• If you do not feel safe, then don’t wait to evacuate! Those with young children, elderly and people with disabilities in the home should plan ahead and evacuate early.
  • If a fire starts near you, follow all emergency personnel direction. Leave as soon as evacuation is ordered by emergency officials or if you feel unsafe to avoid being caught in fire, smoke or road congestion.
  • Stay calm and stay alert!

What to do when a wildfire threatens your area - Evacuation Plan

When a wildfire threatens your area, the best action to protect yourself and your family is to evacuate early to avoid being trapped. If there is smoke, drive carefully because visibility may be reduced. Keep your headlights on and watch for other vehicles and fleeing wildlife or livestock.

  • Fill evacuation vehicle gas tank.
  • Park evacuation vehicle heading toward street and travel route.
  • Close evacuation car windows but do not lock car and leave keys in ignition.
  • Close garage door but leave it unlocked (disconnect automatic garage door opener).
  • Establish an evacuation plan, travel route, probable destination.
  • Determine where separated members will meet.
  • Follow any official agency’s evacuation instructions.
  • Turn off natural gas at meter.
  • Disconnect propane tank.
  • Close or cover outside vents and shutters.
  • Remove combustible items from around the outside of house. 
  • Turn off appliances, thermostats, fireplaces, stoves.
  • Leave one light on in each general area so firefighters can see your house in dark and smoke.
  • Release any livestock in the area.
  • Close fire resistant window coverings, heavy drapes, and blinds.
  • Move overstuffed furniture away from windows.
  • Close sliding glass doors into the center of the house (don’t lock them).
  • Remove lace, nylon, or light material drapes and curtains.
  • Place ladder against the roof of the house on the side opposite the approaching fire.
  • Fill bathtubs, sinks, and containers with water.
  • Soak burlap sacks, small rugs, or large rags in containers.
  • Turn on exterior lights.
  • Lock doors and windows.
  • If instructed, tie large white cloth to front door knob.
  • Don’t tie up telephone lines (notify friends and relatives by text or email where to contact you).
  • Make safety equipment obvious for firefighters (spigots, ladders, chain saws, hoses, etc.).
  • Plug air vents and openings that are closee to the ground.
  • Prepare an “information note” to leave on the door detailing who you are, where you have gone, where flammables are (such as lawnmower gas, ammo, chemicals – move them all into one place).

Click Here for a printable WHAT TO DO BEFORE LEAVING – FIRE EVACUATION Checklist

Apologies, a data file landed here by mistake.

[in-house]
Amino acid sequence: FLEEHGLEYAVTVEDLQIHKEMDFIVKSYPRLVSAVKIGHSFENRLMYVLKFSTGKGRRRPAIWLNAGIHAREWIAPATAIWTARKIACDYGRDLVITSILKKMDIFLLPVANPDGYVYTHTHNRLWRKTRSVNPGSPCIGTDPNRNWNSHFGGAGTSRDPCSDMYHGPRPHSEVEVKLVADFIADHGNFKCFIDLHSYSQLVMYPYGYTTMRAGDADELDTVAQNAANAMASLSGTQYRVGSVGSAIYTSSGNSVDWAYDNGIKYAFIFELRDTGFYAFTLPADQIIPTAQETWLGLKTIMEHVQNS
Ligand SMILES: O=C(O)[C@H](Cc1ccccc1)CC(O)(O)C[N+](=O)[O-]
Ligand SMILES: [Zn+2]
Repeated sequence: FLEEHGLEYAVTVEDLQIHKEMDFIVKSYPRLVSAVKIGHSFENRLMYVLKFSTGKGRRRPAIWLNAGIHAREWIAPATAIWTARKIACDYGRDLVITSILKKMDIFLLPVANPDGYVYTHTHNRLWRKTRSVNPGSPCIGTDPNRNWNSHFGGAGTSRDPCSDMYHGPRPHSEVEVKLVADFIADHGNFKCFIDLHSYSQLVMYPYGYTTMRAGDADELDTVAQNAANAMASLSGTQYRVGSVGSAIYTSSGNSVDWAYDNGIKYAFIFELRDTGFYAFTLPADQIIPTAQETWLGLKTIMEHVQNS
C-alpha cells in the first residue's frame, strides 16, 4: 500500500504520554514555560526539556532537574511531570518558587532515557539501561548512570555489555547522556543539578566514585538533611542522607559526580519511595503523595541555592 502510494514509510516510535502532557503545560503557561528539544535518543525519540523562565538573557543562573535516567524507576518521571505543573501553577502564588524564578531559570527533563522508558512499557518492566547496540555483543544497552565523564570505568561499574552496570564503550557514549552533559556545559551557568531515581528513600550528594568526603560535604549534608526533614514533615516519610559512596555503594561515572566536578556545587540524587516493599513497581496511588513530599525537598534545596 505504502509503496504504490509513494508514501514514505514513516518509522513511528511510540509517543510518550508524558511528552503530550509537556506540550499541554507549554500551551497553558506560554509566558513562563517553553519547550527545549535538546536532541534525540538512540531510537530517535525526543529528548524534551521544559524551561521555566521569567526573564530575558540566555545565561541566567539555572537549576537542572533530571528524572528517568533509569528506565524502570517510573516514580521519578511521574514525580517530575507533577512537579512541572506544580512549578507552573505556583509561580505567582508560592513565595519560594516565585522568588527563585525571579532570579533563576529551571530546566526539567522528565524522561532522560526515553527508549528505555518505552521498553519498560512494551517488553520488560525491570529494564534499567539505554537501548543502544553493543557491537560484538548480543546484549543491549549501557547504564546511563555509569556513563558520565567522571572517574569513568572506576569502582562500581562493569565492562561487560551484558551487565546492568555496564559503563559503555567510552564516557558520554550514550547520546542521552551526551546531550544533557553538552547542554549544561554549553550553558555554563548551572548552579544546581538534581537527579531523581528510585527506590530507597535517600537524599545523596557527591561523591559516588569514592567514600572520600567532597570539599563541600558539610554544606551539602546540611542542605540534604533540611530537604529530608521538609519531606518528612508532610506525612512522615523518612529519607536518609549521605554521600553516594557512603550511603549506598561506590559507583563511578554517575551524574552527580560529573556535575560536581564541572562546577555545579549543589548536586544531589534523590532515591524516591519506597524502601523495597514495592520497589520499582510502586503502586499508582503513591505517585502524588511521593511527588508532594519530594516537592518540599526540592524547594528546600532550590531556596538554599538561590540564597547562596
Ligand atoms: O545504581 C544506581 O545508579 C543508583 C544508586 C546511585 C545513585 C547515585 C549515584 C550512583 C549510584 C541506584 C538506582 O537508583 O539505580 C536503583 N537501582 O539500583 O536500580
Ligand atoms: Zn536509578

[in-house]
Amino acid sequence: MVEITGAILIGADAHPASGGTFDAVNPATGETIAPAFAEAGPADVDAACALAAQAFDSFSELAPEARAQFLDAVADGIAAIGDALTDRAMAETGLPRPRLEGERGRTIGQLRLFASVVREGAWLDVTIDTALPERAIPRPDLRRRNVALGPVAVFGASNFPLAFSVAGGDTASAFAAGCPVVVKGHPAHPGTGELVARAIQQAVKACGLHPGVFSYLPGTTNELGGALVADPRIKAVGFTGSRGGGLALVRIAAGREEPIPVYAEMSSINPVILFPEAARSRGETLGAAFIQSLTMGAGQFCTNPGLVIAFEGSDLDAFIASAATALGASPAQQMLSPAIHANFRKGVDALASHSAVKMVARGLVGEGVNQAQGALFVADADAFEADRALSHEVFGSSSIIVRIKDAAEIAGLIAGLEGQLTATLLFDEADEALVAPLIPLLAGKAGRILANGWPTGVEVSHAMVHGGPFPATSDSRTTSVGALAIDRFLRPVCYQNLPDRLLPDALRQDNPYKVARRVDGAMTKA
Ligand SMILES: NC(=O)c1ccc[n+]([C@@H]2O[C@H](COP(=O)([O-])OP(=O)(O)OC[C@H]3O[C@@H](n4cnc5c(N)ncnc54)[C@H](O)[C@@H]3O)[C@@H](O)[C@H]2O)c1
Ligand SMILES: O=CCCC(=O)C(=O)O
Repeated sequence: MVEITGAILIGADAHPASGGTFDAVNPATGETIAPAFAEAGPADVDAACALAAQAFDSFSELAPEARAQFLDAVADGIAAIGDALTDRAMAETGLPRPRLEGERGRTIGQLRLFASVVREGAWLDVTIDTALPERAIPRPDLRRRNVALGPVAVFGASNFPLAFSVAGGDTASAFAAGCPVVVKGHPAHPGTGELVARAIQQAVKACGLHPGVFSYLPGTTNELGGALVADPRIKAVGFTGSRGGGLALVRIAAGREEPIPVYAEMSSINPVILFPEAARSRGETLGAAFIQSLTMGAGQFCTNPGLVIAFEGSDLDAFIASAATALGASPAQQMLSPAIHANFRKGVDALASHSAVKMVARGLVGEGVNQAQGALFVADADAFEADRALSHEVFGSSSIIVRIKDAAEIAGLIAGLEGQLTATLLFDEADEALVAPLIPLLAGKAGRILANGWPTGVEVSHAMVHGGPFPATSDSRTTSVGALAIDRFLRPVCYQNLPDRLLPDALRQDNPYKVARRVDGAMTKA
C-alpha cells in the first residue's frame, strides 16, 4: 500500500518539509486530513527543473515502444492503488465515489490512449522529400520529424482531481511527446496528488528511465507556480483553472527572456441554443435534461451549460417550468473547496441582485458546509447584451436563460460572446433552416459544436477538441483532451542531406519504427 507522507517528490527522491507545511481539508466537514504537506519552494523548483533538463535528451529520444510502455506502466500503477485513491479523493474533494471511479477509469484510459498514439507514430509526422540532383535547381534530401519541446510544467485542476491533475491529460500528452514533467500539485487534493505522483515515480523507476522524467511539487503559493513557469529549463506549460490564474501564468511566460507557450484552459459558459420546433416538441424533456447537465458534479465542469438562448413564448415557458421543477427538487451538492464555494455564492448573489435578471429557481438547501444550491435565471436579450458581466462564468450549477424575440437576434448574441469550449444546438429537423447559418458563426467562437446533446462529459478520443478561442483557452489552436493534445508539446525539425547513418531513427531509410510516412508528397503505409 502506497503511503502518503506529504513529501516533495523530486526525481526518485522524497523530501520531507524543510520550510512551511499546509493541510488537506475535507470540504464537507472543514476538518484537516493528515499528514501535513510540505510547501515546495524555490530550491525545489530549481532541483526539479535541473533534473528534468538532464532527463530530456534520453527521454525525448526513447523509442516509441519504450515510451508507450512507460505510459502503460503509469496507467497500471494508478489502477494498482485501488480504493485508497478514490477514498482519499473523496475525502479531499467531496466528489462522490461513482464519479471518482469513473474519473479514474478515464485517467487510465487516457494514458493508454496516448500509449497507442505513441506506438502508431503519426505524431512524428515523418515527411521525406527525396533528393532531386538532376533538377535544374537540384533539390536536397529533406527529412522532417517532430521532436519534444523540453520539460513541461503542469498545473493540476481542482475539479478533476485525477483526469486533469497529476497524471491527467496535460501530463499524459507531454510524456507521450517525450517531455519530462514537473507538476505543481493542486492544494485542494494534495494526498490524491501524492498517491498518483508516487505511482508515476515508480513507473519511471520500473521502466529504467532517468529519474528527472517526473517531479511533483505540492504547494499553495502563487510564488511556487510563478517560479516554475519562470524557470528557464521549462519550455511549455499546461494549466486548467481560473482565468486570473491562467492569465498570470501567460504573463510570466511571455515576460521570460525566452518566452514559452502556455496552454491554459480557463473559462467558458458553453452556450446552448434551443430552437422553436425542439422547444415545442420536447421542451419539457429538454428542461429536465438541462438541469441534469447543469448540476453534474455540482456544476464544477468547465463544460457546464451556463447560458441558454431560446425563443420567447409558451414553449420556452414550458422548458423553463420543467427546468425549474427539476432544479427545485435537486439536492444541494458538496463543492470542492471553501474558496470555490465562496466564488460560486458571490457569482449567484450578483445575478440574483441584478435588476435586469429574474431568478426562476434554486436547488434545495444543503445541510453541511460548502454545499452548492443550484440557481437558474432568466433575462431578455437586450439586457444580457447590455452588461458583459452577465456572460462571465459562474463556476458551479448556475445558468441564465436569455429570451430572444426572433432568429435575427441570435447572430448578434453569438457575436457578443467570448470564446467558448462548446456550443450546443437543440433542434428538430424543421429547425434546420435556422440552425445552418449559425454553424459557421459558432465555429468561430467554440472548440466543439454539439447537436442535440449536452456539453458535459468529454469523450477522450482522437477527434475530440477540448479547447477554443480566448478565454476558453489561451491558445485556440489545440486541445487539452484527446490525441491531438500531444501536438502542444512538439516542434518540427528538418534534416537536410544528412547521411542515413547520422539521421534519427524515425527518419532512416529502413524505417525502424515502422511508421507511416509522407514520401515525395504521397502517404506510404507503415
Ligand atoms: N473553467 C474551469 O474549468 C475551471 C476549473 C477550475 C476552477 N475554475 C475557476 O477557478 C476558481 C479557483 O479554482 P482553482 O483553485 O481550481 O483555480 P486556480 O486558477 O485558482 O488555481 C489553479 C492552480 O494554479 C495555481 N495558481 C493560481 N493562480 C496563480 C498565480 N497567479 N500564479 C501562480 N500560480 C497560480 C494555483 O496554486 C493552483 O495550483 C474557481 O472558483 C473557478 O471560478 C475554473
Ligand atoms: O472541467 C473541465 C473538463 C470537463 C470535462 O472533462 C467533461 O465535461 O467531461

Click Here to for a printable EVACUATE! Worksheet

After a fire

Once the local fire or law enforcement authorities say that it is safe, you may return to your home.

  • For several hours after the fire, maintain a “fire watch.” Check and re-check for smoke, sparks or hidden embers throughout the house, including the roof and the attic.
  • Use caution when entering burned areas as hazards may still exist, including hot spots, which can flare up without warning. Evacuate immediately if you smell smoke.
  • When cleaning your home, wear a NIOSH certified-respirator (dust mask) and wet debris down to minimize breathing dust particles.
  • Discard any food that has been exposed to heat, smoke or soot.
  • Do NOT use water that you think may be contaminated to wash dishes, brush teeth, prepare food, wash hands, or to make ice or baby formula.
  • Photograph damage to your property for insurance purposes.
The 6 P's
Wildfires: Protect Yourself and Your Community
Wildfires: Protect Yourself and Your Community


When storms or heavy rain is expected, the City of San Fernando encourages residents to take simple steps necessary to protect themselves from injury and their property from storm damage.

When rainstorms impact the San Fernando area, flood control channels, arroyos and other low-lying areas can quickly fill with fast-moving water, creating a life threatening danger. It is against the law to be inside a flood control channel.

Flood Prevention and Storm Preparedness Tips

  • Ensure that your drains, gutters and downspouts are clean and functioning properly. This is especially important for flat-roofed buildings.
  • Keep stormwater troughs, pipes and culverts on your property free of debris.
  • Move valuable or easily damaged items away from low-lying areas prone to flooding.
  • Secure trash containers, household waste, chemical spills and outdoor storage before they are swept away, spread contamination or block storm drains.
  • Closely examine windows, skylights and doors that may benefit from caulking or weatherstripping.
  • Inspect your attic for “leaks” of sunlight, or signs of previous water damage that may indicate where pre-storm repairs are needed.
  • Establish household supplies (bucket, mop, towel and tarpaulin) to minimize damage from a sudden leak or stormwater seepage.